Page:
Getting some rays, man, getting some rays
Oh yes, I remember, we should have been heading out on a bracing, pre-lunch hike through the glorious English countryside. So we did. Up Ivinghoe Beacon, along the Ridgeway and then down around Incombe Hole. The views from high up were tremendous, to say the least, and reminded me of just how blessed we are in this country. Even the nippers seemed to enjoy themselves taking the opportunity to rush ahead, en masse, and forge a path for the lackadaisical adults left behind.

After this all that remained was to eat that which could be eaten, take down anything that could be taken down and generally escape back to a hot bath and Egyptian cotton sheets. Still if the tired but happy faces of our cherubs were anything to go by the weekend camping trip was a great success - and a whole lot easier than hosting a camping party in your own home! As for next year - watch this space.

(Album photos:

Wednesday, 6 July 2011

JPMorgan Corporate Chase Challenge 2011

Ever since I joined my current employer, Financial Risk Management, back in 2004 there's been one event on the company calendar that I've looked forward to even more than the Christmas Party (although there have been some great festive feasts too!) - the annual running of the JPMorgan Corporate Chase Challenge. If you haven't heard of this great 'little' event (which started in 1977) the gist is that the organisation arranges a whole series of races around the world where each race is exactly the same length - 5.6km. So everyone's times are directly comparable and the fastest finishers get to run in a championship race.

We're ready to go!
Sadly I'm not quite in that elite category - here you're talking about racing snakes getting around the 5.6km in 16 or 17 minutes (so in the ballpark of 15 minutes for 5K!). On the other hand I have consistently been the fastest FRM finisher and that ain't too bad! In the years that we've entered my results have come out like this:

2005: 21:00 (81/2641)
2006: 22:08 (218/6933)
2010: 20:45 (158/17678)
2011: 21:29 (325/19872)

Not to shabby really with me placing in the top 3% in the early years and even reaching the top 1% in recent times - although part of that placing just reflects how the series has mushroomed in popularity and now you have, literally, tens of thousands of entrants. Anyway this year I wasn't too sure how things would go given my erratic form so far this season and at the start line I had one simple goal - not to go out as fast as I did at the Regents Park 10K last week and blow up spectacularly. If I managed that then the race would be a success!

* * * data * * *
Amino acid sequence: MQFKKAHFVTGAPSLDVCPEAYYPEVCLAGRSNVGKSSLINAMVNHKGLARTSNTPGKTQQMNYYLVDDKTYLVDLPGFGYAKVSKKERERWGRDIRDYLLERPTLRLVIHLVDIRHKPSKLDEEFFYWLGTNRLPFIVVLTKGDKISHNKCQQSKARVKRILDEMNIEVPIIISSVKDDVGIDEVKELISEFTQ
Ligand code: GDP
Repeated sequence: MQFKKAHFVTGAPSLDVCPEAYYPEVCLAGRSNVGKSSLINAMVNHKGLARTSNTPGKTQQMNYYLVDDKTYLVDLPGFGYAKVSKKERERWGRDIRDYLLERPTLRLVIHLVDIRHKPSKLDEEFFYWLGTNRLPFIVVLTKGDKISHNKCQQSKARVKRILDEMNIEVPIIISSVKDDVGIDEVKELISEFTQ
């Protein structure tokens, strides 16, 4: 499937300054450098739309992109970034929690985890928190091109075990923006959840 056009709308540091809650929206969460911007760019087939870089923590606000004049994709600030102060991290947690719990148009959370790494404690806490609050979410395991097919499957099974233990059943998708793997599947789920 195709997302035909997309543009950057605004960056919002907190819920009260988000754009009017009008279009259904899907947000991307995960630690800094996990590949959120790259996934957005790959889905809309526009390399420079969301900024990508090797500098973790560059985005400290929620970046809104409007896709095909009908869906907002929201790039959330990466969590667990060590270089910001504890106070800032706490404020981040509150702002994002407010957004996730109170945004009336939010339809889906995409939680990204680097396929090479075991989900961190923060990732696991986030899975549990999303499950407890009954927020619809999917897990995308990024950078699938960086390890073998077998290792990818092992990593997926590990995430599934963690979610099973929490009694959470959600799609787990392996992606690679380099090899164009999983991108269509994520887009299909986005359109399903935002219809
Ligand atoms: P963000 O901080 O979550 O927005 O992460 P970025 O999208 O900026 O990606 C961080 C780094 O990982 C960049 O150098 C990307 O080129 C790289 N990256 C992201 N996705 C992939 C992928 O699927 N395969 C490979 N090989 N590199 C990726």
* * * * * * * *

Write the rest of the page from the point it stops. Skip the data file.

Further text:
When the start gun went then a huge wave of runners charged past me as if they were fleeing from an angry rhino! Good luck I thought and stuck to my plan; sure enough after the first kilometre these middle-management heroes began easing up and I had plenty of traffic to weave through. Fortunately Battersea Park provides some fairly wide paths and the jams aren't too severe - and you do get a nice straight run alongside the river. After this though the course gets a bit wiggly to the extent that at about the 5K mark you run past the finish and onto a 600m loop around a field - very disheartening!

All the finishers - in 2010
Overall though I was very pleased with managing to hold a steady pace (3:44-3:45 min/km) all of the way round, with a strong second-half, even if I was beaten into second place by one of our contractors this year. Not too much of a surprise given that he's a sub-3 hour marathoner and currently running around 60-70 miles a week! I can live with that; the only question is whether I'll be able to re-kindle this form next year. I certainly hope so as the finishing T-shirts are real quality and great for training!

Distance: 8.0 miles
Time: 1h 02m 12s

Sunday, 3 July 2011

Regents Park 10K - July

This morning dawned with a bright blue sky, whether I liked it or not, and so today's race was destined to be a warm one! Preparations were relaxed and I felt reasonably confident given that I definitely haven't been over-training lately and my various niggles and injuries are in abeyance. So I tripped on down to the start and jogged easily around the course for a warm-up lap; conditions were nigh on perfect with barely a breeze to ruffle the hair. Even better I bumped into Mac, from the running school, at the start and enjoyed the benefit of my very own photographer and cheer-leader:

Confident and relaxed I like to think
Buoyed and encouraged, perhaps, and with last month's 7th place in mind I decided to set off at the front and do my best to keep up. For the first kilometre this plan seemed to be working and I settled in at about 10th place; in retrospect this was definitely the high point of my race! As the first lap unfolded I began to realise, from my heavy breathing, that I had over-extended myself but at the same time I didn't want to drop off the pace. So I persevered and still didn't look too bad:

Running strongly up the hill